The same applies for fine gold. If all you have is large riffles in your sluice… you’re trying to catch a minnow with Marlin hooks. Capture zones, matting, and riffles should vary in a sluice creating multiple exchange and capture environments. The best commercial ops the in the world TOTALLY understand this point and some have as many as seven different stages.
It’s settled… Gold WANTS to settle.
A 1mm sphere of gold will drop roughly 36” through water in one second. GOLD IS HEAVY… it wants to settle. It travels to the bed load of your slurry quickly (read this article) but often gets thrown back up by large riffles and lots of turbulence. Balancing a good exchange, with minimum turbulence, is critical. It’s the number one reason for losses of fines in commercial ops. After any “aggressive matting” near the top of a unit, you should start to decrease the aggression and allow things to be SMOOTH. Again, that’s the whole point to most of our “flaring units” and varying mattings.
What can you change?
Proportional force is probably best described by looking at a dredge. Why a dredge? Because YOU ARE LIMITED TO THINGS YOU CAN CHANGE. When you’re running a 4 inch dredge what are you sucking up? All kinds of material including 4-5” rocks. These large rocks must be moved through the system, sluice, without hanging up and clogging the sluice. So the water inside a dredge is deep and fast. It MUST BE deep and fast in most dredges to move the larger rocks out of the system.
Below, we use a large tub to catch all our 6″ dredge tailings to check for losses of fine gold.
Because it’s deep and fast, larger riffles and large expanded is usually used. This combination of big water and big riffles is kind of like using that 3” hook to catch a tiny fish. It just doesn’t match the job at hand or the fish that are biting. (Fine gold running through your sluice.)
Proportional force helps you understand variables that are “changeable” and those that are NOT. In a dredge… there is very little we can change. After watching the VIDEO… you’ll understand that. Basically we can reduce the riffles and expanded, replacing those with exchange matting and this will reduce the flow interruption and turbulence. This allows the fine gold to settle more and stay in the BED LOAD (watch the video) and have a better chance of being caught. Otherwise the fine gold will be constantly thrown back up into the fast turbulent waters and lost.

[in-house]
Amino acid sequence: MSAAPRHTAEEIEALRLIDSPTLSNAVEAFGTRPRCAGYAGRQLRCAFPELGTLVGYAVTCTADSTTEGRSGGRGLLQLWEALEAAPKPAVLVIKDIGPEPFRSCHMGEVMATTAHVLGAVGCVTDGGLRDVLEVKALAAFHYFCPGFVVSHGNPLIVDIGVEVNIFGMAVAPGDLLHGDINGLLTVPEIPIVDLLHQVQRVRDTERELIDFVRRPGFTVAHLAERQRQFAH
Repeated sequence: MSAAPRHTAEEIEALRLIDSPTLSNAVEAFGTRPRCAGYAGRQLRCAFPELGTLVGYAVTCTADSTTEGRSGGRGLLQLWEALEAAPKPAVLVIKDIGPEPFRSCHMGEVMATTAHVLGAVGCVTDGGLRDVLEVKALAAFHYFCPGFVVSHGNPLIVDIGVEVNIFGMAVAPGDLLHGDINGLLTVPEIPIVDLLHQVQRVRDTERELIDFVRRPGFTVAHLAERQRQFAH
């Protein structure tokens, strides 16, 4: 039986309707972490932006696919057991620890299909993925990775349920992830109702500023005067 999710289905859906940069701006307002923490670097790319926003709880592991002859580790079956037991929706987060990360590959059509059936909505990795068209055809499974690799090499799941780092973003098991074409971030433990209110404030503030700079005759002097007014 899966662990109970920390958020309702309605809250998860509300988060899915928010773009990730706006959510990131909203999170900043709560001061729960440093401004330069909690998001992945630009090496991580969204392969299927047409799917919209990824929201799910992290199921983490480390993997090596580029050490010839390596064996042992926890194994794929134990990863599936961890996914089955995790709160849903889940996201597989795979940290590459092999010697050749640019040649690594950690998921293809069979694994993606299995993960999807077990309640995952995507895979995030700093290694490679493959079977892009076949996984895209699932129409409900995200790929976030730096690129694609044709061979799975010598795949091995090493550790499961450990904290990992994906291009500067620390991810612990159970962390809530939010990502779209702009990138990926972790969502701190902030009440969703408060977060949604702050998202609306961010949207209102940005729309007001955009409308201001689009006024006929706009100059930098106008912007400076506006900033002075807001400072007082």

I like to use a dredge as an example because you’re “handcuffed” in a sense. You can’t classify which is what most people will tell you to do in most water based systems.
What Gets “ENGAGED” and What Does Not
There’s a critical point in the PF video. It’s about 19:30 into the video. I start to talk about “rules of engagement”. The larger your “riffles” or flow interruption, the larger the ENGAGEMENT with material running through it. In BASIC terms look at this picture.
If larger rocks are “engaged” then the proportional force to keep them moving needs to be increased.
(READ THAT TWICE)
That… is the greatest example of how proportional force impacts your fine gold capture. You are FORCED to increase water speed, depth, or pitch to keep them moving. When you do this what happens? You got it. The overall exchange rate / energy increases greatly and FINE GOLD will be carried out of your sluice. GOT IT?
If you read this article and watch the PF video… I think you’ll quickly understand the key points of catching fine gold WITHOUT… classifying to extreme levels. THAT my friends… is our ultimate goal as miners. Working larger amounts / volumes of pay / material EFFICIENTLY.
In the next article we’ll look at how we used all this to design the SuperHog
PF Video below…
AN INSIGHT INTO GOLD PROSPECTING